Nancy Tobin is an artist living and working in Maplewood, NJ. She was recently in a show at the Parlor Gallery in Asbury Park, NJ and exhibits with Rupert Ravens Contemporary. She has a great new gig as a writer for the New York Times Local Blog interviewing artists in the Maplewood area.
Bionic Fizz mixed media on panel 30 x 30 Nancy Tobin
Here is what Nancy says about her work:
My work deals with the power of memory.
The human mind holds millions of snippets of visual memory. From the moment they are stored, memories become fiction; remembered, they become narrative. My art draws the viewer through that process.
Organic forms (drawn out with scissors, paint, ink and pencil) are suspended in an atmosphere comprising layer upon layer of medium; the eye literally plumbs the painting’s depths in pursuit of meaning.
My work spans cultures and media to include organic forms from nature, Asian art and textiles, cartoons, and decorative elements from around the world.
Drawing is the genesis of my creative process; drawn forms imbue the work with organic unpredictably. It’s the most magical part of my paintings, representing a loss of control and an invitation to the viewer to follow.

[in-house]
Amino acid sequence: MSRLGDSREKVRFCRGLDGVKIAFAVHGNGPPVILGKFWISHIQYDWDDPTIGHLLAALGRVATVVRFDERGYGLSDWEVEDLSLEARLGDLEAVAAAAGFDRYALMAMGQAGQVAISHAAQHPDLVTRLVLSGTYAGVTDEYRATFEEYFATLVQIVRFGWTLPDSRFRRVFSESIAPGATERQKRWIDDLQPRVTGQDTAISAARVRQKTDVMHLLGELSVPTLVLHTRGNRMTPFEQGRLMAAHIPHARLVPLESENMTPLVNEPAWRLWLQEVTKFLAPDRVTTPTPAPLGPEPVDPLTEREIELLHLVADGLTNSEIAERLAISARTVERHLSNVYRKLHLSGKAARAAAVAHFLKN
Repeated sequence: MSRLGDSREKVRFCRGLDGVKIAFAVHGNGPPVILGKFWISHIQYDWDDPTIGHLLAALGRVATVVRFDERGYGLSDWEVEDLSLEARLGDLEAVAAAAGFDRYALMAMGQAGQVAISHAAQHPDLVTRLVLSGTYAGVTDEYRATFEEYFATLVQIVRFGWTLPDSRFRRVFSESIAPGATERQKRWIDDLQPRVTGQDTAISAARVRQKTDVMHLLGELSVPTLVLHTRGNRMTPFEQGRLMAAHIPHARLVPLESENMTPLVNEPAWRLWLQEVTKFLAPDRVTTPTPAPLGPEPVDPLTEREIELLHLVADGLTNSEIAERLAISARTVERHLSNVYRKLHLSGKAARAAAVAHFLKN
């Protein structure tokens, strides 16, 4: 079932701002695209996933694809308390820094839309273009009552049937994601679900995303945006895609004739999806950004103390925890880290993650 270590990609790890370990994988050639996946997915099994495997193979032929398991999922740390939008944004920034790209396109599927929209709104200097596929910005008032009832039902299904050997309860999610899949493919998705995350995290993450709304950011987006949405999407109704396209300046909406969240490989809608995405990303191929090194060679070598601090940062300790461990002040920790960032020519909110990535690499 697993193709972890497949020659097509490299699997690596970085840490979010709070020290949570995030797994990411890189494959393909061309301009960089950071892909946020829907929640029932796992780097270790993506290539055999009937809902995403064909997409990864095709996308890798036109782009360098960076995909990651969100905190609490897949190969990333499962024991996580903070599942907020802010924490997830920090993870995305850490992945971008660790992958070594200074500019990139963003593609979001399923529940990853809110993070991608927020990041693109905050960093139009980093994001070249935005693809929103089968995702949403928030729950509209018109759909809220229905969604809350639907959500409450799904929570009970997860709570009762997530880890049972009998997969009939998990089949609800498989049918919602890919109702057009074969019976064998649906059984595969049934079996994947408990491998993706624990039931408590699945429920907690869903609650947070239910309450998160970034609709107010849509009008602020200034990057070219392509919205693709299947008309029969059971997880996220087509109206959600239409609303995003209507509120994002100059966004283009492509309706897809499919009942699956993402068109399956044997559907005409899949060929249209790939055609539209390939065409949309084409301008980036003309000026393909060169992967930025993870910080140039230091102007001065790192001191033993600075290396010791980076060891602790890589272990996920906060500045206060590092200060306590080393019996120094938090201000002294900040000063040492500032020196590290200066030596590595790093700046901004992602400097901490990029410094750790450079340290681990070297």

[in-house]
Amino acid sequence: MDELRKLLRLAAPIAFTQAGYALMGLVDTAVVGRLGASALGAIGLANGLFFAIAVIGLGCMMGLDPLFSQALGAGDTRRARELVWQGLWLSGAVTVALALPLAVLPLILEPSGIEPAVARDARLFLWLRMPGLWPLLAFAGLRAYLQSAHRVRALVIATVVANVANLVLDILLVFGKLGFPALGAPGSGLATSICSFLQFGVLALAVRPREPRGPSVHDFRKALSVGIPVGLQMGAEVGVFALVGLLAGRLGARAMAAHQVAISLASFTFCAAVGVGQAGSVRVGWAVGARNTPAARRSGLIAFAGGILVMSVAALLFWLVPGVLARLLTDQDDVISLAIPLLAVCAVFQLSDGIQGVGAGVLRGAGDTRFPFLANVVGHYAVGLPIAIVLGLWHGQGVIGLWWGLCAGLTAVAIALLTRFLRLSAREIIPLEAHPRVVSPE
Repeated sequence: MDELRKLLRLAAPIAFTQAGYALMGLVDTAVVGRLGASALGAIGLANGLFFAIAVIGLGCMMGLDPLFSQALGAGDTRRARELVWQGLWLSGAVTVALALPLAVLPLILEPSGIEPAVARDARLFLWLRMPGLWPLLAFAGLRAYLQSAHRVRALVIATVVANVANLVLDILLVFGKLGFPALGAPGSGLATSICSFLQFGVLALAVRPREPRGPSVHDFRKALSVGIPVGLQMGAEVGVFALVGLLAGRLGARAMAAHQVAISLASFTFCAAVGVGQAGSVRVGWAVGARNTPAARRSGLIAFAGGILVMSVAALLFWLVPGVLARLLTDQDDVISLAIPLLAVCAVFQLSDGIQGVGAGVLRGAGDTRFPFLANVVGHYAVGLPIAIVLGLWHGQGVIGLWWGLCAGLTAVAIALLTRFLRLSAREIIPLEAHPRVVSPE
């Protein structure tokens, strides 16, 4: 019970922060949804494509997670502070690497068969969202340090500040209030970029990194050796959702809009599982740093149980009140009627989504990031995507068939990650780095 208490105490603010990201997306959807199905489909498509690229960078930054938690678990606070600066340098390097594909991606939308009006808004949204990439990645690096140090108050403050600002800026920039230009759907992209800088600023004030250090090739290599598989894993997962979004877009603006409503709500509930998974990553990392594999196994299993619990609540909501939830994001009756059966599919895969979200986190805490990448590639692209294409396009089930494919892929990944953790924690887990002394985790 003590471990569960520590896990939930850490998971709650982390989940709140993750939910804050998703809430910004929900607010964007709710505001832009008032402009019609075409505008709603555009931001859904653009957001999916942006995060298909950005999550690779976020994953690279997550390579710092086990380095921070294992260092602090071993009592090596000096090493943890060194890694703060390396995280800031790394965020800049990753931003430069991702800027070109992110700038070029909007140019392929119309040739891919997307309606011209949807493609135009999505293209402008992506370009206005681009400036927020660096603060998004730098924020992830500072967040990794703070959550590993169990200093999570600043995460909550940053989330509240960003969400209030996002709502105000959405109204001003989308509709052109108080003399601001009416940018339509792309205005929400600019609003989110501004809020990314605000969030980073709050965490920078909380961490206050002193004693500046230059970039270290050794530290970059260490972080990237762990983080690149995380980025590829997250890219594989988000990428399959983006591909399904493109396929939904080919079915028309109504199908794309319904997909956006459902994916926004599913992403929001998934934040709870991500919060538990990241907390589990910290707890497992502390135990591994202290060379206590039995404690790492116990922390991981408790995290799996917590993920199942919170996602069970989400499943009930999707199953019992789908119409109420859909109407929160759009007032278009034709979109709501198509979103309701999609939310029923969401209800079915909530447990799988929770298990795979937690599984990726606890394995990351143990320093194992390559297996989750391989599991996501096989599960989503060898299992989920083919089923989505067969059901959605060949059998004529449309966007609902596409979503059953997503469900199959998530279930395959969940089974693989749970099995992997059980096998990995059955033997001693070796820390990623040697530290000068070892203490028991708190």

Representation is as powerful as it is futile.
1. Walt Disney- Love him or hate him, it's hard to deny his influence on our culture today. Saturday matinees at the local theater in Grand Rapids allowed me my first glimpses into the world of art. While the action was playing out in the foreground, I would find myself entranced by the captivating world created by the studio's background artists.
2. Hayao Miyazaki- Also inspired by Disney, Hayao Miyazaki weaves tapestries of make-believe where humans roam with fantastical creatures in glorious landscapes — with just enough creepy darkness to keep your teeth from rotting.
3. Islamic Miniatures- I'm amazed at the intricacy put into these tiny jewels. Oh, and WOW — the colors!
4. Richard Diebenkorn- I pored over his work when I was learning to paint in San Francisco. His color, his layering, his strokes seem effortless. Looking at his work makes me homesick for the Bay area.
5. Ernst Haeckel- His Art Forms of Nature is my Bible.
6. Paul Cezanne- I taught myself painting by copying his.
7. Andy Goldsworthy- His work is like a conversation with the Earth.
8. Chuck Close- His life-long commitment to the portrait provides continuity as he reinvents and challenges himself all along the way.
9. Mark Rothko- For his exploration into the dark — a place I'm happy just to skirt the edges.
10. The Universe- Maybe a cliché, but one of my biggest inspirations is what I see when I look out my window.